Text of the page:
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ERIC Number: ED140330
Record Type: RIE
Publication Date: 1977-Feb
Pages: 8
Abstractor: N/A
Reference Count: 0
Technical Writing: The Real Needs.
Sparrow, W. Keats
To understand the specific differences between technical writing and ordinary writing, it is helpful to consider five definitions cited by W. Earl Britton: (1) technical writing deals with subject matter in science, engineering, and business; (2) it demands a specialized vocabulary, particularly of adjectives and nouns; (3) it involves a tightly logical thought sequence; (4) it involves precision in sentence structure and in word choice; and (5) it conveys one precise meaning. English teachers who teach technical writing courses must teach many skills beyond those taught in ordinary composition courses. Students should learn to deal with forms and applications and with categories of letters, memoranda, and reports which they will encounter in business and industry. They should learn about graphics, including pictorial material (photographs, drawings, paintings, and maps) and symbolic graphics (graphs, schematics, flow sheets, and tables). Teachers should also instruct students in the use of "textual delineators" (captions or headings, itemization, and numbering of major parts of the text), in oral reporting, and in stylistic practices common in technical writing. (GW)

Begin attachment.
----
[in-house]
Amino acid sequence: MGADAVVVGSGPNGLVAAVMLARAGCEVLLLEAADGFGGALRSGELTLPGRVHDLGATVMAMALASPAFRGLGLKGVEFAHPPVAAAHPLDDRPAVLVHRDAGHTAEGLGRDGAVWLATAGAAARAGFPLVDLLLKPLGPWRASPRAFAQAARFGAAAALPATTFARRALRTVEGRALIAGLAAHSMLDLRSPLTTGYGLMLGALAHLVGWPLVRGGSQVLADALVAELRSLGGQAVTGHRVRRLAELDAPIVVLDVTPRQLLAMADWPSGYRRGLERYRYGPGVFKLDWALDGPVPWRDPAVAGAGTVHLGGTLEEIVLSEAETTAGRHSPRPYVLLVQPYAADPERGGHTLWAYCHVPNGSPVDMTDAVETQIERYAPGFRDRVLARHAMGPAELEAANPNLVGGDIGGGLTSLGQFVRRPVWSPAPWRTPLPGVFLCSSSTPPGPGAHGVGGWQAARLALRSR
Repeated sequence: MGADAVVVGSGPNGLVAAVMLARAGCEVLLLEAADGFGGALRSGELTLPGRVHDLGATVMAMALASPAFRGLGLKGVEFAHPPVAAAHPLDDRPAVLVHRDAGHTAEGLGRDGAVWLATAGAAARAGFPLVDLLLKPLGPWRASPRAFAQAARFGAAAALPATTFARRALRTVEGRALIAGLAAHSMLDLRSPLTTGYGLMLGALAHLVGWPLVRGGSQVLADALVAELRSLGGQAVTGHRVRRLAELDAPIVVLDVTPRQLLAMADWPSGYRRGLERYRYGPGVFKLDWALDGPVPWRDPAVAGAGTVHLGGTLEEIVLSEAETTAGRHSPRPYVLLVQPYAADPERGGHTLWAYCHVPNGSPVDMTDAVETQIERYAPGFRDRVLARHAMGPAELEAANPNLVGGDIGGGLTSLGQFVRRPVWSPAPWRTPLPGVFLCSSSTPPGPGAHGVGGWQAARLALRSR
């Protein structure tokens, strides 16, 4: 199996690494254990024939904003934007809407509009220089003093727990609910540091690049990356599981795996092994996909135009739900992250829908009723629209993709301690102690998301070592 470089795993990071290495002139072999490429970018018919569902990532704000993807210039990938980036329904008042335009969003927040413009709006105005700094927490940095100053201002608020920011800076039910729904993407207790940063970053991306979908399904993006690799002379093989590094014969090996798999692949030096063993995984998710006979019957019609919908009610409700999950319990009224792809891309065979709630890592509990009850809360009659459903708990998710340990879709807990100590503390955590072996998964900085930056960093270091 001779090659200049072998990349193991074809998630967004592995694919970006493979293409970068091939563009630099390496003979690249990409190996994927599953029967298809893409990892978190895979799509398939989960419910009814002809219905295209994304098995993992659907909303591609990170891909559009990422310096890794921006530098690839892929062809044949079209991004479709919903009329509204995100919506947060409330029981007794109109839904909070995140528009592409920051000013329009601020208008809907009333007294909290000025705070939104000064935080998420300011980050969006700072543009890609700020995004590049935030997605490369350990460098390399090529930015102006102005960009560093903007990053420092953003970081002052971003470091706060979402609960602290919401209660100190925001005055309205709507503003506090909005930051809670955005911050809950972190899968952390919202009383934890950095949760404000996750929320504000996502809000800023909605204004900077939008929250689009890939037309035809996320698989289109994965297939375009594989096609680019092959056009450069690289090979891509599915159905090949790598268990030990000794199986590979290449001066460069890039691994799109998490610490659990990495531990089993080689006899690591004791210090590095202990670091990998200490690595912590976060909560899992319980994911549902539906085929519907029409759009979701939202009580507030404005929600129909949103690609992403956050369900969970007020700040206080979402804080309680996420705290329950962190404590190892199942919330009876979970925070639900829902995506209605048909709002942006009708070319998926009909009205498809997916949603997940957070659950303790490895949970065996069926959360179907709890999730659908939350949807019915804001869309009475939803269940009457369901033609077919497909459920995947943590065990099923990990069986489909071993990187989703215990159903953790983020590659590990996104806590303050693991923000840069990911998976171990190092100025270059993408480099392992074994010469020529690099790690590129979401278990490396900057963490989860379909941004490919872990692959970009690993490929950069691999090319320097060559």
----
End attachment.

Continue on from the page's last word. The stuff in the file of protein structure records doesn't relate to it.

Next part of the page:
Publication Type: Speeches/Meeting Papers
Education Level: N/A
Audience: N/A
Language: N/A
Sponsor: N/A
Authoring Institution: N/A
Note: Paper presented at the Annual Meeting of the Southeastern Conference on English in the Two-Year College (Williamsburg, Virginia, February 1977)